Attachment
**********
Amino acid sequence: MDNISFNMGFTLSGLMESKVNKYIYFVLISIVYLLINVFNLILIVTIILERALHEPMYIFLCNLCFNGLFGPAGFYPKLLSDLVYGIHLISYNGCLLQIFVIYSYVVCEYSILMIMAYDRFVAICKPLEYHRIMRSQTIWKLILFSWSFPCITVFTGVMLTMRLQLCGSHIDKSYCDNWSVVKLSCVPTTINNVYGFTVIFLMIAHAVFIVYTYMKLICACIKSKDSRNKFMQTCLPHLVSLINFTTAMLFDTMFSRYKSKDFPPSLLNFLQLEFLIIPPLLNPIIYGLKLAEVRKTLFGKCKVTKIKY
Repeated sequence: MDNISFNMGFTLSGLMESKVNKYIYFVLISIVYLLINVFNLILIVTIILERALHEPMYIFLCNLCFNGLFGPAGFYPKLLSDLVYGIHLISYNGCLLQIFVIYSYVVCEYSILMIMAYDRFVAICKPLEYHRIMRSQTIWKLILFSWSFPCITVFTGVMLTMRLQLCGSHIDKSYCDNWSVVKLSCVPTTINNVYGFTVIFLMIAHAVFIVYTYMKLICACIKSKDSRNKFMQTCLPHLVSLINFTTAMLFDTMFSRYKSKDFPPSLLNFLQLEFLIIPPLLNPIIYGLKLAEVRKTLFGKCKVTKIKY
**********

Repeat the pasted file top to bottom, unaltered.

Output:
Amino acid sequence: MDNISFNMGFTLSGLMESKVNKYIYFVLISIVYLLINVFNLILIVTIILERALHEPMYIFLCNLCFNGLFGPAGFYPKLLSDLVYGIHLISYNGCLLQIFVIYSYVVCEYSILMIMAYDRFVAICKPLEYHRIMRSQTIWKLILFSWSFPCITVFTGVMLTMRLQLCGSHIDKSYCDNWSVVKLSCVPTTINNVYGFTVIFLMIAHAVFIVYTYMKLICACIKSKDSRNKFMQTCLPHLVSLINFTTAMLFDTMFSRYKSKDFPPSLLNFLQLEFLIIPPLLNPIIYGLKLAEVRKTLFGKCKVTKIKY
Repeated sequence: MDNISFNMGFTLSGLMESKVNKYIYFVLISIVYLLINVFNLILIVTIILERALHEPMYIFLCNLCFNGLFGPAGFYPKLLSDLVYGIHLISYNGCLLQIFVIYSYVVCEYSILMIMAYDRFVAICKPLEYHRIMRSQTIWKLILFSWSFPCITVFTGVMLTMRLQLCGSHIDKSYCDNWSVVKLSCVPTTINNVYGFTVIFLMIAHAVFIVYTYMKLICACIKSKDSRNKFMQTCLPHLVSLINFTTAMLFDTMFSRYKSKDFPPSLLNFLQLEFLIIPPLLNPIIYGLKLAEVRKTLFGKCKVTKIKY